It’s been really tricky trying to work out the most conducive distance between towns. I really don’t want to walk more than 20kms a day. Besides the distances, I have to consider whether or not I’ll find suitable accommodation. I’m seriously considering taking my sleeping bag along just in case there are some days I am without something suitable….I can always sleep on a church porch! Although there are a lot of venues listed on the Pilgrim’s Way UK website, many of them are in the region of ¬£100+p.n. which frankly is ludicrous and I’m certainly not prepared to pay that much.¬†Unlike the European Camino routes that have hostels or albergues in virtually every hamlet, village or town, the accommodation along the Pilgrim’s Way is sketchy to say the least. I’m sure there are loads of places to stay, but as mentioned earlier, the prices are exorbitant.

the pilgrims way winchester to canterbury, the pilgrims way uk, walking the pilgrims way, walking the camino, pilgrimage to canterburym

 

I’ve ordered the guide book; ‘The Pilgrim’s Way To Canterbury from Winchester and London’ by Leigh Hatts, recommended on their site. I’m hoping it will be at home waiting for me when I return this weekend ūüôā Can’t wait to start digging into it. (*update! It’s arrived!! Happy dance.)

I’ve spent hours on their site reviewing the map, calculating distances, checking ‘places to see along the way’, reviewing the churches…I’m only looking at the churches that actually provide a pilgrim’s passport stamp. If I have time and happen across any others that look interesting, of course I’ll pop in, but I won’t be going out of my way.

 

When reviewing the map on their website I noticed I’ll be walking sections of the Pilgrim’s Way that I’ve walked in the past, so it will be quite exciting to walk those again.

I’m trying to decide what I should pack in Pepe (my rucksack). I’ll be leaving for Spain 2 days after I reach Canterbury, so won’t have much time to repack….I’m going to keep it as light as possible and of course I won’t be taking my flip flops LOL According to the weather website, the best months to travel in England are¬†May,¬†June, September and¬†October. These months generally have the most pleasant temperatures and less rain.¬†July¬†and¬†August¬†are the warmest months, but are also the wettest…. which is not what I want to read!!!! Does this mean I’ll need my rain poncho? I hope my shoes can handle the mud LOL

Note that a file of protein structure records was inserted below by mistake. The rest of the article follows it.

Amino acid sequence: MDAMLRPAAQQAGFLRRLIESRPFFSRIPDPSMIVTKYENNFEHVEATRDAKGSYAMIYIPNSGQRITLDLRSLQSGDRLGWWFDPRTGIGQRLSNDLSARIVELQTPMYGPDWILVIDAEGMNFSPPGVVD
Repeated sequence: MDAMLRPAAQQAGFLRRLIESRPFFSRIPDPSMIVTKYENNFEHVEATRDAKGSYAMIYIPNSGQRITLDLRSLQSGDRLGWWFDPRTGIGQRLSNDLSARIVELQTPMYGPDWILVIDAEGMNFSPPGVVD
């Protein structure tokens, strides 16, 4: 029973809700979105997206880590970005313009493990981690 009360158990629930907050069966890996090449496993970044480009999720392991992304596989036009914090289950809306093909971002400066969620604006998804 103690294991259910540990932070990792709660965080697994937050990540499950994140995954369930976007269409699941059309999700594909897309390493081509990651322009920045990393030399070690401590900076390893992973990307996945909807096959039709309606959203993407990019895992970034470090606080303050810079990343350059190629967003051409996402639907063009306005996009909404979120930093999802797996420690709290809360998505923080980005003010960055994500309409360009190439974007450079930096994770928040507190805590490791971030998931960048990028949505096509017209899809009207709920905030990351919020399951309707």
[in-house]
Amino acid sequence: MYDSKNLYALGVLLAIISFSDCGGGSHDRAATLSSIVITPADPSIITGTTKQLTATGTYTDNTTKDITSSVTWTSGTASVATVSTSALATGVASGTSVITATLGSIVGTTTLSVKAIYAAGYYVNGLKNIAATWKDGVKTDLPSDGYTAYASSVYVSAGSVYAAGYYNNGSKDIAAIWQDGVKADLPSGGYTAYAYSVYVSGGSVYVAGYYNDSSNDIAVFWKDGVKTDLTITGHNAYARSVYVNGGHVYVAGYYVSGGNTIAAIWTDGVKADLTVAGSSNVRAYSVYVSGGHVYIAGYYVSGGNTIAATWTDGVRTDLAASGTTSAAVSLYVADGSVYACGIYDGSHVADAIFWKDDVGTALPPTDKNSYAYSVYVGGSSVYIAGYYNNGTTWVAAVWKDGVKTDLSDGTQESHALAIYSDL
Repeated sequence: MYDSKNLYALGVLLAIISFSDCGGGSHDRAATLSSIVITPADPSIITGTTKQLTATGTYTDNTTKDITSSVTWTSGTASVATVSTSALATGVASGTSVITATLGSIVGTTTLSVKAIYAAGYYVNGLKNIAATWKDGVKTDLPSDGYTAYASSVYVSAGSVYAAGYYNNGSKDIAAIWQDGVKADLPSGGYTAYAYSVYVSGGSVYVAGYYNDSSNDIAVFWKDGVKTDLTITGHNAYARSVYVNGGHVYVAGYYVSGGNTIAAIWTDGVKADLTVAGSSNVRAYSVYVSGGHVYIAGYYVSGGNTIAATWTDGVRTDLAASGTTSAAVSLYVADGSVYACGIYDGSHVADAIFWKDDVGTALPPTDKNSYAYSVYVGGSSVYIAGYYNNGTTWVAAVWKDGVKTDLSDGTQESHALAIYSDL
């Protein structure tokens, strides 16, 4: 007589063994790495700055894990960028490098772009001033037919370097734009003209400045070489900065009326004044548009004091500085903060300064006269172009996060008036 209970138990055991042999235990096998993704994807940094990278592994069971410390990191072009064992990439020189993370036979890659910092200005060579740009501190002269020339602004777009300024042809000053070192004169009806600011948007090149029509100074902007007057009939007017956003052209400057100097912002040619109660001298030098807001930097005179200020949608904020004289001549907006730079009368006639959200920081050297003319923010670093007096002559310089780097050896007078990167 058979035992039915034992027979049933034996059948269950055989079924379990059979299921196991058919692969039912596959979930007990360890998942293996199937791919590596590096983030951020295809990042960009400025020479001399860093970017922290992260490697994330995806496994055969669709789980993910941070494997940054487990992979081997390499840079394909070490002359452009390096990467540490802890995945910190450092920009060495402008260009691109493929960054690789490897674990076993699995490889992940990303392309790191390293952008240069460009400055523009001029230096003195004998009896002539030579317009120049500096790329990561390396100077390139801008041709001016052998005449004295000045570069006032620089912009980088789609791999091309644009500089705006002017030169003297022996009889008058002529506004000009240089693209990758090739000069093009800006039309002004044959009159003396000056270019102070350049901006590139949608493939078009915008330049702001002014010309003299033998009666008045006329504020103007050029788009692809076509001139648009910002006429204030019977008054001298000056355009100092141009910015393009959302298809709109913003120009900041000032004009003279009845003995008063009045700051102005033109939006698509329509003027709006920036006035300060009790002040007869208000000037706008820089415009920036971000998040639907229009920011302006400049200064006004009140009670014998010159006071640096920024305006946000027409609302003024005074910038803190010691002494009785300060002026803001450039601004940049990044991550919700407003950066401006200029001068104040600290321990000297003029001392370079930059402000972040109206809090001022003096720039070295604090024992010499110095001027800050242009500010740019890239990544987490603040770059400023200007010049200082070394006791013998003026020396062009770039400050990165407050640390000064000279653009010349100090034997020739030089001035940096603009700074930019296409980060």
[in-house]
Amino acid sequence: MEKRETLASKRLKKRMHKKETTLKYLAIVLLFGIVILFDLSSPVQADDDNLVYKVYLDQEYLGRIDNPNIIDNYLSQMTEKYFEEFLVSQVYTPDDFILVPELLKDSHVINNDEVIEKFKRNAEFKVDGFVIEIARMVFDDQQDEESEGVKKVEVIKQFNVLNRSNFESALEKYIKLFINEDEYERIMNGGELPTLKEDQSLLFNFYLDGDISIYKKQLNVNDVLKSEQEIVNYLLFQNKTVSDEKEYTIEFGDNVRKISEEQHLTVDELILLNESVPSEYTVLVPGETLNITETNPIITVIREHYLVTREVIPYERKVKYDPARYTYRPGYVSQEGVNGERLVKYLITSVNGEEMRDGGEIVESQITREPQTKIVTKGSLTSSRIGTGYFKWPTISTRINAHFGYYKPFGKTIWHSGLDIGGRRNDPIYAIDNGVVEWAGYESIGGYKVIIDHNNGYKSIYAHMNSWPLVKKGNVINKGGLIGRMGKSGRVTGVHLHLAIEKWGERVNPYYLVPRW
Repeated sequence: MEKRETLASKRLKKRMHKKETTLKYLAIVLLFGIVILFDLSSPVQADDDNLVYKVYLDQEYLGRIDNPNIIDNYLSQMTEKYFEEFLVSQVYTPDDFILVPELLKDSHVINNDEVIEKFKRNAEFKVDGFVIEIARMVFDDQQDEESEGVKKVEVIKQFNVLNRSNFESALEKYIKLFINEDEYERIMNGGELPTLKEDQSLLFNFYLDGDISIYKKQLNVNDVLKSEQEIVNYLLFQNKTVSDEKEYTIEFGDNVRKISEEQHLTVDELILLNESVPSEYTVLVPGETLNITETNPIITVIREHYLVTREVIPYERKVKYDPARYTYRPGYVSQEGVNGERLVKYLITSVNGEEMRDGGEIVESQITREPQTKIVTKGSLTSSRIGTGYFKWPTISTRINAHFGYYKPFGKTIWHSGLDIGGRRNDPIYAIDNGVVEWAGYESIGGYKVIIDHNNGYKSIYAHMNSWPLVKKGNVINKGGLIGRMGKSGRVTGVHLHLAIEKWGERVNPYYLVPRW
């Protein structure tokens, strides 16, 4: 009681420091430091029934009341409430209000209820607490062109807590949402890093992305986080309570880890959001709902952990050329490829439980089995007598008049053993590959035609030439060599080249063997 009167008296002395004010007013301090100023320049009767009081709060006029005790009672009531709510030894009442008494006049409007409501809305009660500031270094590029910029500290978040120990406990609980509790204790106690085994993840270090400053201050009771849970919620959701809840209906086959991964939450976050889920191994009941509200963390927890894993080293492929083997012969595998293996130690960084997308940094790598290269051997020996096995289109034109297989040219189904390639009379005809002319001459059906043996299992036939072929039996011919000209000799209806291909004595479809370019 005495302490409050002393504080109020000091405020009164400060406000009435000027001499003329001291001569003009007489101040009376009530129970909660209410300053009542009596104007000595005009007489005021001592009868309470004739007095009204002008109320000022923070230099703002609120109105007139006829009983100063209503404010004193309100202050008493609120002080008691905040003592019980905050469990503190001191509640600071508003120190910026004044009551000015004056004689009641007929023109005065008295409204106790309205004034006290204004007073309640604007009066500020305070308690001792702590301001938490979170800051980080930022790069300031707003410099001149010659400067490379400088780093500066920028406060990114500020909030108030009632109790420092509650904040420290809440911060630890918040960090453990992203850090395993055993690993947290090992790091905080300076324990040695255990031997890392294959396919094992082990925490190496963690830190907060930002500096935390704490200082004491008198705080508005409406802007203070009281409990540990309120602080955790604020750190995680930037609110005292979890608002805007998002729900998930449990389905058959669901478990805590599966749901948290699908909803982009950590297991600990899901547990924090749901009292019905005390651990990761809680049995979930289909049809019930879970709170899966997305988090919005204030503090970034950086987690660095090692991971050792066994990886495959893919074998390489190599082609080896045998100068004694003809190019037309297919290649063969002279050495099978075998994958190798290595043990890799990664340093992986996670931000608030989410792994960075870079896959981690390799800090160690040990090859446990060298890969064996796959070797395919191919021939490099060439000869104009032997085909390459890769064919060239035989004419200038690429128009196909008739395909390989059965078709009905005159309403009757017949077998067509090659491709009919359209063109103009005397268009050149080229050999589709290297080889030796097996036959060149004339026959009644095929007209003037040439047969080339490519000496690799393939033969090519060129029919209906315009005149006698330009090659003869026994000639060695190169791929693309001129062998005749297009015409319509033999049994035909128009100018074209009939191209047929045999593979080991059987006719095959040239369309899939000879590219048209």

pilgrims way, the pilgrims way winchester to canterbury, walking the pilgrims way, pilgrimage to canterbury, domeday vbook villages, long distance walks in england, national trail england,

my walking poles will definitely be helping me along the Pilgrim’s Way

Thankfully I don’t have to buy the rucksack, shoes, walking poles and all the paraphernalia that I had to buy in 2016/17 for my Portuguese Camino. So hopefully it will be a lot less costly than that trip. However, I’ve been investigating the prices and boy, it’s not cheap to fly to Spain anymore. No surprise there I guess.

There’s quite a lot to be considered when planning these walks. I’m not one of those people that can just sling on a rucksack, head out and start walking….I like to plan things. If I decide to do something impulsive along the way, then that’s fine. But I like to know where I’m going and how I’m going to get there. So atm I’m researching, listing, checking venues, and deciding on dates et al.¬† Anyway, I just enjoy creating spreadsheets, and to the truth of that, my daughter would testify. LOL

pilgrims way, the pilgrims way winchester to canterbury, walking the pilgrims way, pilgrimage to canterbury, domeday vbook villages, long distance walks in england, national trail england,

The Pilgrim’s Way Lenham – Domesday Book village

Onwards…….along The Pilgrim’s Way

 

 

Read Full Post »

The weather in north east Wales has been pretty grim recently; much of what you’d expect mid-winter really…..but still hard to deal with LOL We’ve been pelted with rain, sleet, hail and even snow on the crest of the Berwyn’s. The problem with the rain is that it’s a bit like the April showers you get in Ireland…it showers down, clears, you get excited and think okay I can get out now, and by the time you put your shoes on, it starts raining again. I’ve given up and decided just to get on with planning my September pilgrimages. and writing this blog.